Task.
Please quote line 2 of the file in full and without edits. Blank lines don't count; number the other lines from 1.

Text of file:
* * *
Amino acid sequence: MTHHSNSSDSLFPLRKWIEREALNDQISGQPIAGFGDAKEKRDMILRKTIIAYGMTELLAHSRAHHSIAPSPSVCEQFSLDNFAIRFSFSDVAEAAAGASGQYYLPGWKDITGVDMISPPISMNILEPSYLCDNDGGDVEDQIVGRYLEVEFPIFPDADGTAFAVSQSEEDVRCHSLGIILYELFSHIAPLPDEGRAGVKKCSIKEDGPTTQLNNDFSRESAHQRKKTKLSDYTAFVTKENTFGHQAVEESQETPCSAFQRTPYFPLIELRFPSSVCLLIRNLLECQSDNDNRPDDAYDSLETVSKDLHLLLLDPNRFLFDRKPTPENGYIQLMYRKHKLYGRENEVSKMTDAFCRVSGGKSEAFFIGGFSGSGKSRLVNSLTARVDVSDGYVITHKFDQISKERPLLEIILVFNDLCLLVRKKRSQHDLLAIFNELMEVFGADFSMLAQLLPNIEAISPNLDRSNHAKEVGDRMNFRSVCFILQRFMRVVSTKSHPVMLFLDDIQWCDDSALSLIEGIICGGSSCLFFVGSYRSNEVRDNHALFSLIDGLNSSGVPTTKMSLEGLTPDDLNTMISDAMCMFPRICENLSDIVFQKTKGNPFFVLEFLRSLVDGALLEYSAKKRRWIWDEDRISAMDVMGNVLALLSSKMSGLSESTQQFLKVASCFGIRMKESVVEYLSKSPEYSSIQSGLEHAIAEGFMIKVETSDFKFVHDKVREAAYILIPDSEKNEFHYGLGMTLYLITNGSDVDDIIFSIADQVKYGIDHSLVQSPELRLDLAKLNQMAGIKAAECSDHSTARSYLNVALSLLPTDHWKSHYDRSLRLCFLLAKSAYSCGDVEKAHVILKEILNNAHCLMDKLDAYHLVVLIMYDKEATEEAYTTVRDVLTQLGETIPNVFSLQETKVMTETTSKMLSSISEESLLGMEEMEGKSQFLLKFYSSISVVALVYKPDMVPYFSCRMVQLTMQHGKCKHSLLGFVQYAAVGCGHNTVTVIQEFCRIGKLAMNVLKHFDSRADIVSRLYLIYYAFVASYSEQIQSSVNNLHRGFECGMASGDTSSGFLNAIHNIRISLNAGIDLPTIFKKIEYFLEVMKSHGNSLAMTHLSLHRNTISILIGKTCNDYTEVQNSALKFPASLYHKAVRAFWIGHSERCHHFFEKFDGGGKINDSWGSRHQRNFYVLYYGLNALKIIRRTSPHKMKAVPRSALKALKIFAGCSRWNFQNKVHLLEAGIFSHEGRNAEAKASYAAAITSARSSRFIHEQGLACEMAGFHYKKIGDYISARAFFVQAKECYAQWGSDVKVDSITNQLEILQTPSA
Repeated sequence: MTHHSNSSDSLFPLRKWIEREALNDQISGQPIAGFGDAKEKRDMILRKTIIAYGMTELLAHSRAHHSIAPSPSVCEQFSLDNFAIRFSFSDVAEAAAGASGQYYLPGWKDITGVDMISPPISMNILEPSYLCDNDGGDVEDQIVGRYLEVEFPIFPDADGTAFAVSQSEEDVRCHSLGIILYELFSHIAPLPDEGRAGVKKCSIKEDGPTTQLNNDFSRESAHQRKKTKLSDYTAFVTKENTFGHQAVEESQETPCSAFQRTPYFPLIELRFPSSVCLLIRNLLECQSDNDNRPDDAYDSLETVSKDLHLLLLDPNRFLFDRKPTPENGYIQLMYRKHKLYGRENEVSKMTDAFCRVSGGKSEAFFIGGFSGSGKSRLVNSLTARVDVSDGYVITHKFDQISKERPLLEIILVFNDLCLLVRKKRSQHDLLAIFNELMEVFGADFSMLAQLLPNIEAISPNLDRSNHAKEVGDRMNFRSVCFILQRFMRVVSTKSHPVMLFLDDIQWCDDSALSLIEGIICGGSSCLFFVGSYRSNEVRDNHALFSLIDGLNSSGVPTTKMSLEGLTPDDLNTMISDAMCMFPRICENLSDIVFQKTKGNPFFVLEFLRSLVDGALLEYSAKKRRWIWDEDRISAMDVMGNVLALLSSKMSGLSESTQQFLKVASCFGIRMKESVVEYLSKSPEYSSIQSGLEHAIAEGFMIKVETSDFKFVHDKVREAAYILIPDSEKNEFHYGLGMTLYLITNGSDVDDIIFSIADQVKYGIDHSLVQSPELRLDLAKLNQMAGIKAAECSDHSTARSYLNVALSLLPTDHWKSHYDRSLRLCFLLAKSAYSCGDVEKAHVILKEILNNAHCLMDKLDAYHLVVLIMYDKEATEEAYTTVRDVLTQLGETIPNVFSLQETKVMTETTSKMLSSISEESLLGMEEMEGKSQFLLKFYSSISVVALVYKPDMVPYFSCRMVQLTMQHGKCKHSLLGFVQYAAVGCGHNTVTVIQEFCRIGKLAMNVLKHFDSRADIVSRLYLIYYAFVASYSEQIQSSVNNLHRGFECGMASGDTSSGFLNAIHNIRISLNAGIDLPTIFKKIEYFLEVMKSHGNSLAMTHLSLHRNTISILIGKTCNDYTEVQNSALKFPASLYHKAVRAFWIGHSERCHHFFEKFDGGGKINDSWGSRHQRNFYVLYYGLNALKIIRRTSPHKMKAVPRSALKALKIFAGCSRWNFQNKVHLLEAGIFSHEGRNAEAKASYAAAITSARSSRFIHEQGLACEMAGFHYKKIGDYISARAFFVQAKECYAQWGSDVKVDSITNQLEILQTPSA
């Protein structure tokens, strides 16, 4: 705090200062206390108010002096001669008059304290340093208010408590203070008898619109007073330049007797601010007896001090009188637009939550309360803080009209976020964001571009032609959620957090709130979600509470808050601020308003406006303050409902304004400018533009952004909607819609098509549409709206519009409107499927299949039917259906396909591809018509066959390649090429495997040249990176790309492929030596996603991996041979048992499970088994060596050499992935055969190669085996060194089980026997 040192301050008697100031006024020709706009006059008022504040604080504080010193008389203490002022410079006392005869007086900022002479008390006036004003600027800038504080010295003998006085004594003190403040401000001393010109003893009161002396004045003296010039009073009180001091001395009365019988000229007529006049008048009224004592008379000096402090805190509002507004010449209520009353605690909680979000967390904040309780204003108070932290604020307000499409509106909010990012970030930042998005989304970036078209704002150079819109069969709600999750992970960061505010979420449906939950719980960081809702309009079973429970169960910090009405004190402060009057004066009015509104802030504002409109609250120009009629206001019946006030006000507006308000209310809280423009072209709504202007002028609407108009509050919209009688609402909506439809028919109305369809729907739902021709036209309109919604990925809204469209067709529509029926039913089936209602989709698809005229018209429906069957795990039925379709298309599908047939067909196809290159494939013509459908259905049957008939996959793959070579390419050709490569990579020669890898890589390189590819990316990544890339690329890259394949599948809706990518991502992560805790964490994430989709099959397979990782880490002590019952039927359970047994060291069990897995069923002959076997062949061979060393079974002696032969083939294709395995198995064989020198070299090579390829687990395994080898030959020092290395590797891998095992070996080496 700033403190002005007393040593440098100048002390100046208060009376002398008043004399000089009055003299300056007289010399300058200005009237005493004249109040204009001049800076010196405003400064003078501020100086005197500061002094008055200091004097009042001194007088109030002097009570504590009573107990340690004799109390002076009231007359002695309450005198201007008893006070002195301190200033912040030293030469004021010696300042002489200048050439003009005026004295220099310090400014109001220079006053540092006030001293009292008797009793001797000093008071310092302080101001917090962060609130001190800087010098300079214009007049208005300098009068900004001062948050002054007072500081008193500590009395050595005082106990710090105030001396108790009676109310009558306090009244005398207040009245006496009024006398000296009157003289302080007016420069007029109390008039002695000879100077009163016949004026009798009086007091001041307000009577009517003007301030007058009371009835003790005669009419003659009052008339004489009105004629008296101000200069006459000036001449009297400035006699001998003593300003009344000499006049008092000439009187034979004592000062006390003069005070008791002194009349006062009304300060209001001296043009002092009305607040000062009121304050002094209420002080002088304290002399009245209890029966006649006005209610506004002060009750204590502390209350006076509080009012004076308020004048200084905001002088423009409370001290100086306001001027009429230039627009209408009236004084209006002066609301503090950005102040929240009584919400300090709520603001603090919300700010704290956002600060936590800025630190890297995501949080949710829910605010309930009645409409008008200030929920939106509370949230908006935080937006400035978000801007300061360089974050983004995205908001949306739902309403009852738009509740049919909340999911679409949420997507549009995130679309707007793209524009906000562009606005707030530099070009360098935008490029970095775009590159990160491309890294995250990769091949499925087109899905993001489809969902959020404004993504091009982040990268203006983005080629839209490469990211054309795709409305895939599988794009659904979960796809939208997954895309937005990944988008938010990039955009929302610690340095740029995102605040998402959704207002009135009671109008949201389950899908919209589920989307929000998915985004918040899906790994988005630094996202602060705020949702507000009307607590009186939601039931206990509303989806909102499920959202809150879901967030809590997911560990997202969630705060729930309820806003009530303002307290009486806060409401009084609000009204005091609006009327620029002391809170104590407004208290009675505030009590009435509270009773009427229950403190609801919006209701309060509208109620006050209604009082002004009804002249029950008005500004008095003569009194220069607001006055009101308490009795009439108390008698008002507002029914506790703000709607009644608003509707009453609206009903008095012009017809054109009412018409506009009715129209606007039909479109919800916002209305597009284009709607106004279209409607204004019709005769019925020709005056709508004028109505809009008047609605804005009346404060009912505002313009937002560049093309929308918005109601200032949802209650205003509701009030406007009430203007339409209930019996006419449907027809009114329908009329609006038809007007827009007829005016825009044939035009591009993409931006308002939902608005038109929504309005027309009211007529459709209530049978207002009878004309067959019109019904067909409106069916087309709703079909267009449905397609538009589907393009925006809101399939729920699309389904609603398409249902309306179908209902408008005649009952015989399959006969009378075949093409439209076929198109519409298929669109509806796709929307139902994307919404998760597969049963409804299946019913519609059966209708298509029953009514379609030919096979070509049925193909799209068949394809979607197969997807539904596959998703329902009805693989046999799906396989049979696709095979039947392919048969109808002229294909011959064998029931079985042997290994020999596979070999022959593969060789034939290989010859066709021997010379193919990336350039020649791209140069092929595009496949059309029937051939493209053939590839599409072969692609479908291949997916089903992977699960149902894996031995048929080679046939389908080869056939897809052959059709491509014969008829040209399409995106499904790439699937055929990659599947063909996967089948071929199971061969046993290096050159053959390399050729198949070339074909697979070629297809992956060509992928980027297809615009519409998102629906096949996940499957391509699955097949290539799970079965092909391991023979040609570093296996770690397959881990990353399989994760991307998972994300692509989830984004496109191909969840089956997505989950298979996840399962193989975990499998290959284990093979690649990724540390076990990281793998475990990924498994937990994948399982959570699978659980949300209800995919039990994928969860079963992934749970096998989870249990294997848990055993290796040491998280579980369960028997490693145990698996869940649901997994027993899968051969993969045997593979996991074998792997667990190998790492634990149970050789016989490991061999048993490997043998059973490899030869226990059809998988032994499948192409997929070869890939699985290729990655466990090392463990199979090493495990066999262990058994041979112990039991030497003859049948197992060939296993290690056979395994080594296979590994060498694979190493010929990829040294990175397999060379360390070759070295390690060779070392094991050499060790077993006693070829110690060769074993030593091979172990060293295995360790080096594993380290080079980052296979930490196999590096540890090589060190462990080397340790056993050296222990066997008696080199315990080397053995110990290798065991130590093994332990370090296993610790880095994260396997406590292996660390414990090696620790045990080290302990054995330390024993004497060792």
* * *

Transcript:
Repeated sequence: MTHHSNSSDSLFPLRKWIEREALNDQISGQPIAGFGDAKEKRDMILRKTIIAYGMTELLAHSRAHHSIAPSPSVCEQFSLDNFAIRFSFSDVAEAAAGASGQYYLPGWKDITGVDMISPPISMNILEPSYLCDNDGGDVEDQIVGRYLEVEFPIFPDADGTAFAVSQSEEDVRCHSLGIILYELFSHIAPLPDEGRAGVKKCSIKEDGPTTQLNNDFSRESAHQRKKTKLSDYTAFVTKENTFGHQAVEESQETPCSAFQRTPYFPLIELRFPSSVCLLIRNLLECQSDNDNRPDDAYDSLETVSKDLHLLLLDPNRFLFDRKPTPENGYIQLMYRKHKLYGRENEVSKMTDAFCRVSGGKSEAFFIGGFSGSGKSRLVNSLTARVDVSDGYVITHKFDQISKERPLLEIILVFNDLCLLVRKKRSQHDLLAIFNELMEVFGADFSMLAQLLPNIEAISPNLDRSNHAKEVGDRMNFRSVCFILQRFMRVVSTKSHPVMLFLDDIQWCDDSALSLIEGIICGGSSCLFFVGSYRSNEVRDNHALFSLIDGLNSSGVPTTKMSLEGLTPDDLNTMISDAMCMFPRICENLSDIVFQKTKGNPFFVLEFLRSLVDGALLEYSAKKRRWIWDEDRISAMDVMGNVLALLSSKMSGLSESTQQFLKVASCFGIRMKESVVEYLSKSPEYSSIQSGLEHAIAEGFMIKVETSDFKFVHDKVREAAYILIPDSEKNEFHYGLGMTLYLITNGSDVDDIIFSIADQVKYGIDHSLVQSPELRLDLAKLNQMAGIKAAECSDHSTARSYLNVALSLLPTDHWKSHYDRSLRLCFLLAKSAYSCGDVEKAHVILKEILNNAHCLMDKLDAYHLVVLIMYDKEATEEAYTTVRDVLTQLGETIPNVFSLQETKVMTETTSKMLSSISEESLLGMEEMEGKSQFLLKFYSSISVVALVYKPDMVPYFSCRMVQLTMQHGKCKHSLLGFVQYAAVGCGHNTVTVIQEFCRIGKLAMNVLKHFDSRADIVSRLYLIYYAFVASYSEQIQSSVNNLHRGFECGMASGDTSSGFLNAIHNIRISLNAGIDLPTIFKKIEYFLEVMKSHGNSLAMTHLSLHRNTISILIGKTCNDYTEVQNSALKFPASLYHKAVRAFWIGHSERCHHFFEKFDGGGKINDSWGSRHQRNFYVLYYGLNALKIIRRTSPHKMKAVPRSALKALKIFAGCSRWNFQNKVHLLEAGIFSHEGRNAEAKASYAAAITSARSSRFIHEQGLACEMAGFHYKKIGDYISARAFFVQAKECYAQWGSDVKVDSITNQLEILQTPSA